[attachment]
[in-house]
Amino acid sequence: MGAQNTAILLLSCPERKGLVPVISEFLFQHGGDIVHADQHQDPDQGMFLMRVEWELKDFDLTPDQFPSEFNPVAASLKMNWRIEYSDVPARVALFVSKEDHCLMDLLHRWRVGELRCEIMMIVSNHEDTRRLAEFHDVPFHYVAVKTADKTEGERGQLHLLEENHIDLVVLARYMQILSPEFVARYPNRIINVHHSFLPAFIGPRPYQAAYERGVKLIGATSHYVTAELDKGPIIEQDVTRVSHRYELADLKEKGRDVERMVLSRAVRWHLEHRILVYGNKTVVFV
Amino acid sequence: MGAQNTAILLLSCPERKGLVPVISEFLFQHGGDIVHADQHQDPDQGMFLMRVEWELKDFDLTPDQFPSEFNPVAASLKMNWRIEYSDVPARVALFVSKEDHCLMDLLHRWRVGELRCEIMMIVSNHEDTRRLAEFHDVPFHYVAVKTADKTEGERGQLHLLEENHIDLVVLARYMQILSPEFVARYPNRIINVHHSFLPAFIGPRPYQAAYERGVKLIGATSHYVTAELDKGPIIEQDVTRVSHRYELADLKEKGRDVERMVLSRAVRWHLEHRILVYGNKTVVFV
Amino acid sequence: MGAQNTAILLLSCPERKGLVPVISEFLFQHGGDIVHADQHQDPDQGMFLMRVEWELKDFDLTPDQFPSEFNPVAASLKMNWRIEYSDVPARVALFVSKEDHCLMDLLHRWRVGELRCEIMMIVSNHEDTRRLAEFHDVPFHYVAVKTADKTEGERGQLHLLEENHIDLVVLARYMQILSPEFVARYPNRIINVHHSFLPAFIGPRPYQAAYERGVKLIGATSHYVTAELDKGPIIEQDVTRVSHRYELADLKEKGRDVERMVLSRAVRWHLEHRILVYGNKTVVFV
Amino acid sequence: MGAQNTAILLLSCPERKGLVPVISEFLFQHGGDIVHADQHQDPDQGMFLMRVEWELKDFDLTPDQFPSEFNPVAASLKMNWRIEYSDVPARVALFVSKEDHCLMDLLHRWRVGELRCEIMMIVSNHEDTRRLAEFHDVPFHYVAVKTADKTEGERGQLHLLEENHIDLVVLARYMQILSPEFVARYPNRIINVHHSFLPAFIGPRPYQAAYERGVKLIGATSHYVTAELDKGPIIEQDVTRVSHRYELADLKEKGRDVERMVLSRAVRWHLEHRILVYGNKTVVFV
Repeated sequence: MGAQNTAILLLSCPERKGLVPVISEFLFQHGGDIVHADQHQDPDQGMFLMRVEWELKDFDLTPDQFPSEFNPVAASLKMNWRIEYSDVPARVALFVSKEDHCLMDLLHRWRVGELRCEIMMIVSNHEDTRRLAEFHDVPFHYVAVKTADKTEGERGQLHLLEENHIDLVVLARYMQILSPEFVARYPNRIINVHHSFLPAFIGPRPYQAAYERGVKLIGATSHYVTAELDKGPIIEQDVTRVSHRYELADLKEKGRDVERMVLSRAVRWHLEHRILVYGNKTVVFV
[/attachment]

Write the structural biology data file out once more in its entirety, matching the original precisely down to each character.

[in-house]
Amino acid sequence: MGAQNTAILLLSCPERKGLVPVISEFLFQHGGDIVHADQHQDPDQGMFLMRVEWELKDFDLTPDQFPSEFNPVAASLKMNWRIEYSDVPARVALFVSKEDHCLMDLLHRWRVGELRCEIMMIVSNHEDTRRLAEFHDVPFHYVAVKTADKTEGERGQLHLLEENHIDLVVLARYMQILSPEFVARYPNRIINVHHSFLPAFIGPRPYQAAYERGVKLIGATSHYVTAELDKGPIIEQDVTRVSHRYELADLKEKGRDVERMVLSRAVRWHLEHRILVYGNKTVVFV
Amino acid sequence: MGAQNTAILLLSCPERKGLVPVISEFLFQHGGDIVHADQHQDPDQGMFLMRVEWELKDFDLTPDQFPSEFNPVAASLKMNWRIEYSDVPARVALFVSKEDHCLMDLLHRWRVGELRCEIMMIVSNHEDTRRLAEFHDVPFHYVAVKTADKTEGERGQLHLLEENHIDLVVLARYMQILSPEFVARYPNRIINVHHSFLPAFIGPRPYQAAYERGVKLIGATSHYVTAELDKGPIIEQDVTRVSHRYELADLKEKGRDVERMVLSRAVRWHLEHRILVYGNKTVVFV
Amino acid sequence: MGAQNTAILLLSCPERKGLVPVISEFLFQHGGDIVHADQHQDPDQGMFLMRVEWELKDFDLTPDQFPSEFNPVAASLKMNWRIEYSDVPARVALFVSKEDHCLMDLLHRWRVGELRCEIMMIVSNHEDTRRLAEFHDVPFHYVAVKTADKTEGERGQLHLLEENHIDLVVLARYMQILSPEFVARYPNRIINVHHSFLPAFIGPRPYQAAYERGVKLIGATSHYVTAELDKGPIIEQDVTRVSHRYELADLKEKGRDVERMVLSRAVRWHLEHRILVYGNKTVVFV
Amino acid sequence: MGAQNTAILLLSCPERKGLVPVISEFLFQHGGDIVHADQHQDPDQGMFLMRVEWELKDFDLTPDQFPSEFNPVAASLKMNWRIEYSDVPARVALFVSKEDHCLMDLLHRWRVGELRCEIMMIVSNHEDTRRLAEFHDVPFHYVAVKTADKTEGERGQLHLLEENHIDLVVLARYMQILSPEFVARYPNRIINVHHSFLPAFIGPRPYQAAYERGVKLIGATSHYVTAELDKGPIIEQDVTRVSHRYELADLKEKGRDVERMVLSRAVRWHLEHRILVYGNKTVVFV
Repeated sequence: MGAQNTAILLLSCPERKGLVPVISEFLFQHGGDIVHADQHQDPDQGMFLMRVEWELKDFDLTPDQFPSEFNPVAASLKMNWRIEYSDVPARVALFVSKEDHCLMDLLHRWRVGELRCEIMMIVSNHEDTRRLAEFHDVPFHYVAVKTADKTEGERGQLHLLEENHIDLVVLARYMQILSPEFVARYPNRIINVHHSFLPAFIGPRPYQAAYERGVKLIGATSHYVTAELDKGPIIEQDVTRVSHRYELADLKEKGRDVERMVLSRAVRWHLEHRILVYGNKTVVFV